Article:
fective weapons in his attack upon the insulting 
commotion of life and that, if he desired to injure 
human beings so that both he and they might 
become real for a moment, he must use more 
indirect and ingenious methods. 

When the city physician, a tall, briskly-balanced 
man with no imagination, questioned him in his 
cell, he became a blandly appealing and submissive 

"Yes, doctor, I had a nervous breakdown from 
overstudy, you know, and for a time I'm afraid 
that I lost my reason. They tell me that I struck 
my father and this has horrified me, as I haven't 
the slightest recollection of what I did. But I've 
gathered myself together now and I can promise 
you that I'll never lose control of myself again — 
never! And I'm awfully sorry for what I did. I 
can assure you of the sincerity of my repentance." 

The physician was putty in Carl's adroit hands 
— this composed young man with an intelligent, 



contrite speech must, of course, be quite sane. 
Carl, as he spoke to this man, slowly formed an 
evil grin beneath the cool mask of his face, and 
he relished the task of showering upon this man 
earnest platitudes, smooth imitations of that lim- 
ited sleep known as "common sense," and words 
of self-reproach, because this trickery brought 
back to him his old sense of power over his sur- 
roundings and offered a subtle outlet for his hatred 
of life. The physician ended by shaking his hand 
with a genial respect and when evening came he 
was given his freedom. 

He returned to his home, repeating the soft 
treachery of his words while his fists still longed 
to lunge out at the faces in front of him, but the 
shrewdness of a ghost determined to regain a 
semblance of life by cleverly deceiving and pun- 
ishing the people around it came to his rescue 
and controlled his body. His parents had felt 
wrathful at the presence of something which they 
could only dimly see and which he made no effort 
to clarify, but life had taught them to make a 
god of submission, and a heavy tenderness mingled 
with an alert fear crept into their posture toward 
him. He trudged back to the loquacious, coarse 
emptiness of his clerkship at the tobacco shop 
and shunned the world that he had previously 



inhabited, for he feared that if he met anyone 
whom he knew he would feel again the irresistible 
inclination to interrogate their throats, and he 
knew that these impulses would only lead to his 
own destruction. When he accidentally met some 
acquaintance on the street, he would hurry on 
like a nervous criminal, ignoring the other's 

He prowled about the city, still in search of a 
violent dream that could offer its delusion of 
reckless strength to the mutilated spirit whose 
complaints drove him on. He ran to the soiled 
raptures of prostitutes and sensually oppressed, 
adventurous girls who could be picked up on the 
streets, and gave them a twisted symphony of 
blows, curses, whispered insinuations, lies, while 
he revelled in the illusion of cruelty that was 
lending a false reality to the thin futilities of 
his mind and flesh. With a mixture of brutality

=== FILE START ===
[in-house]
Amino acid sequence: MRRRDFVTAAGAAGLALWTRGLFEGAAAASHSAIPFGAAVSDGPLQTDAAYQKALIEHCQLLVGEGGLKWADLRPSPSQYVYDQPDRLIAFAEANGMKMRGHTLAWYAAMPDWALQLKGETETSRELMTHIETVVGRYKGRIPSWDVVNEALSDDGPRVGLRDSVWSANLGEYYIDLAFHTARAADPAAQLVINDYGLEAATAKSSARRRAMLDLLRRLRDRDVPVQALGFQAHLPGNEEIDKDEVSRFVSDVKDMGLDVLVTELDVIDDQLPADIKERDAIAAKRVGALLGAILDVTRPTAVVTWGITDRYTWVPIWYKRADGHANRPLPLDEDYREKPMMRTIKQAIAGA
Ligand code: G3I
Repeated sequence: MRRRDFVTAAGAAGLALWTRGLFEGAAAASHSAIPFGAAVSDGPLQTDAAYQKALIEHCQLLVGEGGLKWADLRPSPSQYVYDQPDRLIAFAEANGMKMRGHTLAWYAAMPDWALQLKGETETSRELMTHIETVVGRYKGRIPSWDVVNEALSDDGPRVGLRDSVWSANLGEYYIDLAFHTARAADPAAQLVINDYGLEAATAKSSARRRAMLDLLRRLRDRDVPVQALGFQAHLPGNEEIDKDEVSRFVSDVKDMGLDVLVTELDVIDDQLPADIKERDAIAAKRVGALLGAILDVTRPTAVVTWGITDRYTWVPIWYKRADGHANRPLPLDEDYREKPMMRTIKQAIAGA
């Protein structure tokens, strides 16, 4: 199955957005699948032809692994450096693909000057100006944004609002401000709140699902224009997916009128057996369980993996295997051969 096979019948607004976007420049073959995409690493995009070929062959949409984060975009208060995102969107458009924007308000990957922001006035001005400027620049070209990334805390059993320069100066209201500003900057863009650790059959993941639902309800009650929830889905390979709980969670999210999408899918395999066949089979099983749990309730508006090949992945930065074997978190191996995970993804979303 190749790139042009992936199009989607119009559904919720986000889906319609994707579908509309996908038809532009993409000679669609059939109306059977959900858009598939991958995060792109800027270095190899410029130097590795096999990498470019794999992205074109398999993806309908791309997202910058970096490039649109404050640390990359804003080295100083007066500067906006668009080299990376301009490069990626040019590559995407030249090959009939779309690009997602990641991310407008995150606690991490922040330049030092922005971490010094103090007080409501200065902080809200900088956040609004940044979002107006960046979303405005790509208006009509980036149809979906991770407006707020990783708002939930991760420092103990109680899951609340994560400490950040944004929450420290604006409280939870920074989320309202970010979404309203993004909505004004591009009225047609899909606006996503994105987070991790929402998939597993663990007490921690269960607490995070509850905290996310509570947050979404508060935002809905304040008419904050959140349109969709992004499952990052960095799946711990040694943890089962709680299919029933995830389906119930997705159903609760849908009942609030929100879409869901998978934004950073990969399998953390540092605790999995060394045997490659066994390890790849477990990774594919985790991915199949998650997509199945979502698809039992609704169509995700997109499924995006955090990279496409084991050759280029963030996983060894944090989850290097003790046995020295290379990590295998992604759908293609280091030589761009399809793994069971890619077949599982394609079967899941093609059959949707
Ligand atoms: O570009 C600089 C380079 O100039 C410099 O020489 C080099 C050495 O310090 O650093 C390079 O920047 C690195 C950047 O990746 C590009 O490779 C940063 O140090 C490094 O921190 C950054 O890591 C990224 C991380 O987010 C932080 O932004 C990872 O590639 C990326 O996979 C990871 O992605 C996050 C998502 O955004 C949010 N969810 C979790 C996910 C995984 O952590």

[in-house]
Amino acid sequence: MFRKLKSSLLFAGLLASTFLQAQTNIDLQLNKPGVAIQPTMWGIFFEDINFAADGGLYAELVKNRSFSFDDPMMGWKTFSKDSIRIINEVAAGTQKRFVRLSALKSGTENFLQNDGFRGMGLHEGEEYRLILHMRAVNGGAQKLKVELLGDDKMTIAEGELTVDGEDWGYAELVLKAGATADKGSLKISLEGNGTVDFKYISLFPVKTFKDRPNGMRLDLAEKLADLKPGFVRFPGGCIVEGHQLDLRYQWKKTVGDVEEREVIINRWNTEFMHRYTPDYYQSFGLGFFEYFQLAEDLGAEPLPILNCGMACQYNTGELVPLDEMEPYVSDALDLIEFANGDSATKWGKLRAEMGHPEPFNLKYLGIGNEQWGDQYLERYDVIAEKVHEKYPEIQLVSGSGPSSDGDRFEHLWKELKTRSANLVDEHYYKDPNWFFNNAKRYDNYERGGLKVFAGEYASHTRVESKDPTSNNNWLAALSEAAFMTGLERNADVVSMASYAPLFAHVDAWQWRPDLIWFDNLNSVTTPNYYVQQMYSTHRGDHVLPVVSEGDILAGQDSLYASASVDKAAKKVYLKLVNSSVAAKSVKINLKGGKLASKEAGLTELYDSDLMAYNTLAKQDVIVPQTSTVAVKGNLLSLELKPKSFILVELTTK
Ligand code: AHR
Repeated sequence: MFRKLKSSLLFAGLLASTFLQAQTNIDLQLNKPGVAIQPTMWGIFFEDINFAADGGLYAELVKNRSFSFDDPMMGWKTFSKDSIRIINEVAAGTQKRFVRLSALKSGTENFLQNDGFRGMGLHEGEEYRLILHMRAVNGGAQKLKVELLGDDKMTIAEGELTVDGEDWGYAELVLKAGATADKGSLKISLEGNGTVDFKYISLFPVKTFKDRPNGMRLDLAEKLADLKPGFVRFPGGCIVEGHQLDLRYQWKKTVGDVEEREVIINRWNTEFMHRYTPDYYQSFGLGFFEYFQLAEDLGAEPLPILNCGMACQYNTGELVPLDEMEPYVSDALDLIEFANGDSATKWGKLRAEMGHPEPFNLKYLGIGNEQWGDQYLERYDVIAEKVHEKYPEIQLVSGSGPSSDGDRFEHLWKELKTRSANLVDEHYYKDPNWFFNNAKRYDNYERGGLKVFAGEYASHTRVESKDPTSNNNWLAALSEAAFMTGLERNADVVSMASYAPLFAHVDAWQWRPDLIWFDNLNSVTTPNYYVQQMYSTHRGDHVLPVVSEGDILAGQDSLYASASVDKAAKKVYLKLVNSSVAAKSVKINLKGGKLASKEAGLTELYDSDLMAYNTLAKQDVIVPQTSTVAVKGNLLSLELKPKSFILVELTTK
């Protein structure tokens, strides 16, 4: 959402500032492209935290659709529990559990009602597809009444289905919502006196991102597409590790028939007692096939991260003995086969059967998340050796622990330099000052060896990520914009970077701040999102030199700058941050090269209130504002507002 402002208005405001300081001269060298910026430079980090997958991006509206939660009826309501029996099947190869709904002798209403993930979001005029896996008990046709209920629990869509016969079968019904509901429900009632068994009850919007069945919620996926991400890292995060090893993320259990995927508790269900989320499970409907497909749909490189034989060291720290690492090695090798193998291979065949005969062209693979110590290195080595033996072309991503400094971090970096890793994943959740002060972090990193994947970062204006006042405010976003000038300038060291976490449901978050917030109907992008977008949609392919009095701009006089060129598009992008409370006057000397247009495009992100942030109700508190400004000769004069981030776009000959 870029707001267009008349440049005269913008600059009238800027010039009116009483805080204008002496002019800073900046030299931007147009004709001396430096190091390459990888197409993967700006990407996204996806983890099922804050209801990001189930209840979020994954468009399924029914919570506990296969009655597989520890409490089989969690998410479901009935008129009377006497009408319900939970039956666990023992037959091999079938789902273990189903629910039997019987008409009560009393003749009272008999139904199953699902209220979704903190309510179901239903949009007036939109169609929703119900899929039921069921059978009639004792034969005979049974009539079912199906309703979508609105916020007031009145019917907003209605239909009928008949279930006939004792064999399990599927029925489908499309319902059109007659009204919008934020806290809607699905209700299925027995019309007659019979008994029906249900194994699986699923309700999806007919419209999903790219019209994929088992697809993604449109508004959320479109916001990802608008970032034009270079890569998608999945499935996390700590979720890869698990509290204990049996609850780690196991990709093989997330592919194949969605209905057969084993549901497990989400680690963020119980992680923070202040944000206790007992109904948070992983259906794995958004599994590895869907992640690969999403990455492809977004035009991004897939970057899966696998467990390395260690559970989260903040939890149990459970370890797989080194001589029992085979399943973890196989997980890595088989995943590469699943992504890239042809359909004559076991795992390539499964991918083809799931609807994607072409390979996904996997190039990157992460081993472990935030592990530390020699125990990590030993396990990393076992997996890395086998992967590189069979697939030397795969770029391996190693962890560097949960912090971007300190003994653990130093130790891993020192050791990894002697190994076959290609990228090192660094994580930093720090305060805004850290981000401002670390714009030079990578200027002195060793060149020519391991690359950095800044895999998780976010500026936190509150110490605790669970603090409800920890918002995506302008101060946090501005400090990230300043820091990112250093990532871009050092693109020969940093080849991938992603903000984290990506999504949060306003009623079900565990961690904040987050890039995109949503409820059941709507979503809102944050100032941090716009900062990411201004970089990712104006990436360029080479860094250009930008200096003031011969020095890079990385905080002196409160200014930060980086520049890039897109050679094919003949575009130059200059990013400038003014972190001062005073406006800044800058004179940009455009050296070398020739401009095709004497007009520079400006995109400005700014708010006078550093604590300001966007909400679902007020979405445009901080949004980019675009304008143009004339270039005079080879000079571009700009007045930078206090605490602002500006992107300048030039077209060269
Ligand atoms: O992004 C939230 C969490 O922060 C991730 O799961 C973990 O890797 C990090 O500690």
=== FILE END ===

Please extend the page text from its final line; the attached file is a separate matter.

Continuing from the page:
and delicately simulated caresses, he overawed 
these women and they felt themselves in the 
presence of a charming, abstracted fiend, whose 
kaleidoscopic insincerity only made them long to 
change it to a gesture of actual love. He sought 
the company of thieves and hoodlums, and at first 
they distrusted him because his restrained man- 



ners and gently removed look were not proper 
credentials, but when they saw how eager he was 
for the impact of fists, and how he could take a 
blow and rise with a grin of stunned delight, they 
accepted him as an eccentric brother. They did 
not know that these actions were not born of 
courage, but were caused by a gigantic longing 
for physical pain — pain that could shock his numb 
spirit into a feeling of sharply hideous communion 
with an actual world. 

But finally this life began to weary him because 
it could not reach the flimsy loneliness that stood 
within him. He carried within him at all times 
an audience of ghostly thoughts and emotions, 
and they were at last becoming bored with the 
stolen melodrama. He determined to practice an 
economy in movements and words, and he walked 
alone at night and on streets where the possibility 
of meeting someone who knew him would be 
distant. He watched the syncopated gliding of 
people with the irritation of a stranger. The men 
and women who drifted or bobbed along were 
cardboard mannikins to him and he vainly tried 
to give life to their flatness and lack of color. 
Sometimes he would pause and touch his arm and 
face, wondering at the odd inadequateness of their 



presence. Olga had become a living but invisible 
being who was constantly groping for him, with 
eyes unused to the outlines of earth, and some- 
times finding his shoulder in a fleeting and 
accidental way. When this happened, he would 
turn around abruptly and berate his inability to 
extract her form from the concealing air. At such 
times he would often speak to her. "Olga . . . 
Olga . . . what is this unsought blindness that has 
come to both of us?" he would cry into the night 
air of a street. "A cruel chicanery ... a blurred 
and simple pause ... a little fantasy within a huge 
one? Am I a coward rolling in the mud that 
stretches before a vast gate? Life seems a fan- 
tastic conspiracy, panting and rattling in its 
efforts to hide the emptiness beneath it . . . 
Olga . . . take me to your burnished hermitage 
... I am tired." 

He would walk on, trying to imagine what her 
answer had been, and winning an elusive and 
deliberately wrought consolation that stayed for